Introduction: The Ubiquity and Versatility of Stainless Steel

Stainless steel stands as a material of choice across multiple industries, from automobiles to home building. Yet, its specialized attributes and the factors to consider when choosing quality stainless steel for specialized tasks like deep-drawing stamping often remain a mystery. This guide aims to unravel the complexities of this vital alloy.

The Makeup of Stainless Steel: What Is It?

At its core, stainless steel is an alloy made primarily of iron and enriched with at least 10.5% chromium. The blend may also include additional elements like copper, nickel, molybdenum, sulfur, and nitrogen. It’s the chromium that provides stainless steel with its most prized characteristic: remarkable resistance to oxidation and corrosion.

Why Stainless Steel Costs More

This alloy’s superior anti-corrosion and wear-resistant features make it more expensive than other steel types. As a result, consumers should exercise caution when choosing the type of stainless steel that fits their needs.

Common Types of Stainless Steel: A Quick Rundown

Austenitic Stainless Steel

Prevalent mainly in China, this category features around 7% nickel, 16% chromium, and less than 0.08% carbon. Known for its high corrosion resistance and non-magnetic nature, this type of stainless steel is widely used in household appliances, shipping, and construction.

Ferritic Stainless Steel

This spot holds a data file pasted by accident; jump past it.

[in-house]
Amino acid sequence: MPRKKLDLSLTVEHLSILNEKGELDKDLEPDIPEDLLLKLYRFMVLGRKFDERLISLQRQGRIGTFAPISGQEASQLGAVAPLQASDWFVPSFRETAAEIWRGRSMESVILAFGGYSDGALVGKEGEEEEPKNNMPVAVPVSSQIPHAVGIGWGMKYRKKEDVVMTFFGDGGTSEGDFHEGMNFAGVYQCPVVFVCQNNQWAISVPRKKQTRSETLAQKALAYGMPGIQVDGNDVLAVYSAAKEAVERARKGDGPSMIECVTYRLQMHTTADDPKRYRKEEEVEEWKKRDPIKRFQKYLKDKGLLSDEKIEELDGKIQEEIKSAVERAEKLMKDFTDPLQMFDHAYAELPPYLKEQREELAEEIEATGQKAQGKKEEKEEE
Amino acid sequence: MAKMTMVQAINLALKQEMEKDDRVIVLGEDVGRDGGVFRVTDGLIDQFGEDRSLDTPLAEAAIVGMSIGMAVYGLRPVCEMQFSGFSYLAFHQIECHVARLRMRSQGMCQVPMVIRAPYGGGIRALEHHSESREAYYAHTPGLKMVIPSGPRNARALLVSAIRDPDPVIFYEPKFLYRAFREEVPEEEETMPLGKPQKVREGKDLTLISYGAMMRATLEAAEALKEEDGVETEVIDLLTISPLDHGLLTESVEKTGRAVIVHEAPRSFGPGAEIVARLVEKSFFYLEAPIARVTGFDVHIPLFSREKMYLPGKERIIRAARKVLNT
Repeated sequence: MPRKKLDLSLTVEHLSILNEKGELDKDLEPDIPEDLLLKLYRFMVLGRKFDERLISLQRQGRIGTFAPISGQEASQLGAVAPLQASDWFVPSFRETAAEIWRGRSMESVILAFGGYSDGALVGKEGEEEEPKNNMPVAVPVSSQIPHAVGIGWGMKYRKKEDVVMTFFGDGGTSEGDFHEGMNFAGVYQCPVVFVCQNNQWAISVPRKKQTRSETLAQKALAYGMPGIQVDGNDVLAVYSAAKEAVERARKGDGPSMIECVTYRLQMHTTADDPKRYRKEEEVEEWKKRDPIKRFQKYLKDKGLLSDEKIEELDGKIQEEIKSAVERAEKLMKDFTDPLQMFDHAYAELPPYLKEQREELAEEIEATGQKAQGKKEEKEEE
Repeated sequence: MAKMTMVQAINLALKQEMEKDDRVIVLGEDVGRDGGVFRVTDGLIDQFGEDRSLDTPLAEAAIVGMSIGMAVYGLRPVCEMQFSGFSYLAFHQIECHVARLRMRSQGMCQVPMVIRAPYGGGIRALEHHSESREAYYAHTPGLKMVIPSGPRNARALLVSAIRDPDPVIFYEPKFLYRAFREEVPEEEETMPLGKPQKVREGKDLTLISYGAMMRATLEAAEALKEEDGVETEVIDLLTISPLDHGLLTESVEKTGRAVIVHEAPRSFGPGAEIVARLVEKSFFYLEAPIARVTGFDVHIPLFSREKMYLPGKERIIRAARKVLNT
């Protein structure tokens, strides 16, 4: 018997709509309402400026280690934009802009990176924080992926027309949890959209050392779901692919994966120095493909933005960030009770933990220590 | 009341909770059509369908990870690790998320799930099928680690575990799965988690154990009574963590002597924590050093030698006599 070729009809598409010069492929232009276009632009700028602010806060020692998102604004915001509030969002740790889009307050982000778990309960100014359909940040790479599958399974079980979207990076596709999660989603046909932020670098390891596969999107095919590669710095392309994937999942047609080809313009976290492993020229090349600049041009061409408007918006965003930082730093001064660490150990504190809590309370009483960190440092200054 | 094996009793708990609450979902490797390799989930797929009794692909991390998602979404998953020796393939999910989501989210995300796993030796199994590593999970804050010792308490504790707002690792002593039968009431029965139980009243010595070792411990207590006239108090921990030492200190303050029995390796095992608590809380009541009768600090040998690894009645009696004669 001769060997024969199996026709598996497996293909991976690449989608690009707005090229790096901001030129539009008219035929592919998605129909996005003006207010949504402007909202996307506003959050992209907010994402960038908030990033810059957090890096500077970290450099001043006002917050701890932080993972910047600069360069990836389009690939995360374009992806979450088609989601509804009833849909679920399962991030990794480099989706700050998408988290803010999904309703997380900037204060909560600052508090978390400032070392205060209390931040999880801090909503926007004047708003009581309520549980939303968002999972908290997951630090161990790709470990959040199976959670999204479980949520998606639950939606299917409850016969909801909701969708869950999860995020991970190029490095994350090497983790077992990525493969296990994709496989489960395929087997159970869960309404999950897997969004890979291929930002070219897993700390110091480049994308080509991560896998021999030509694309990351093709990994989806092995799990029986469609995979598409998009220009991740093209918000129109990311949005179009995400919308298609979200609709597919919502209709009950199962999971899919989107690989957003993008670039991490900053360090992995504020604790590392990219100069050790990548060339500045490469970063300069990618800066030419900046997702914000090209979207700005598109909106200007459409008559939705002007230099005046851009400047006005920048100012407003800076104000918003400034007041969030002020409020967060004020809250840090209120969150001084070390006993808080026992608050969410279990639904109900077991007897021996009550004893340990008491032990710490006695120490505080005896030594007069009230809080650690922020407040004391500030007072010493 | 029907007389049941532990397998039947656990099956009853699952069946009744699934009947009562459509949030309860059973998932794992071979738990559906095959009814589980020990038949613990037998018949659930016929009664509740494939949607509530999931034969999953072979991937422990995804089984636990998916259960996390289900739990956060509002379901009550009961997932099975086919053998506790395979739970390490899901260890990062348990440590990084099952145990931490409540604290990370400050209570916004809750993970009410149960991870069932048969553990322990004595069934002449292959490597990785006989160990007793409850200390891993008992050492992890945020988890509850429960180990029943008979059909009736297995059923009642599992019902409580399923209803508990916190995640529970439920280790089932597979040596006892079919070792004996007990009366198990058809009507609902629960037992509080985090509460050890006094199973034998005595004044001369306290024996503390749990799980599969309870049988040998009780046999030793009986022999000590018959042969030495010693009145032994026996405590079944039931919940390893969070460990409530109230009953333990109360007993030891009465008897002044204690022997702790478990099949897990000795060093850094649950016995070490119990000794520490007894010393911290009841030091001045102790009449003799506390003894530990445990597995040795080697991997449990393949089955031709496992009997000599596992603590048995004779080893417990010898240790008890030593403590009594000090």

This variant resembles low-carbon steel but has less carbon and gains its edge in corrosion resistance from its 12-17% chromium content. It’s frequently found in household appliances like washing machines and boilers.

Duplex Stainless Steel

Combining the qualities of austenitic and ferritic steels, duplex stainless steel has less nickel and offers great strength. It’s commonly used in high-stress industries like petrochemicals and shipbuilding.

Martensitic Stainless Steel

With 11–13% chromium, martensitic steel is hard and strong but has variable corrosion resistance. It’s usually used for manufacturing items that require sharpness, such as blades.

Pros and Cons of Stainless Steel


Stainless steel is overtaking iron-based products in various sectors including medical, appliances, and industrial manufacturing for several reasons:

  • High resistance to oxidation and corrosion, improving product lifespan and quality.
  • Safe for human health and highly resistant to rust.
  • High tensile strength, thermal resistance, and ductility, making it useful in harsh conditions, such as in industrial kitchens and machinery.


The primary downside is its cost, as stainless steel is generally more expensive than other steel variants.

Industries Relying on Stainless Steel

From cutlery and cookware to large-scale applications in chemical plants, paper mills, and shipbuilding, stainless steel’s versatility makes it indispensable across a wide array of sectors.

Choosing Quality Stainless Steel for Deep-Drawing Stamping

In specific applications like deep-drawing stamping in the automotive sector, it’s crucial to adhere to set thickness requirements. The surface finish must also be impeccable, as any imperfections are generally irreversible and affect the visual quality of the product. Additionally, the alloy should meet stringent requirements for tensile strength, yield stress, and elongation to avoid issues during the manufacturing process, such as breakage that leads to increased costs.

Stainless Steel
Stainless Steel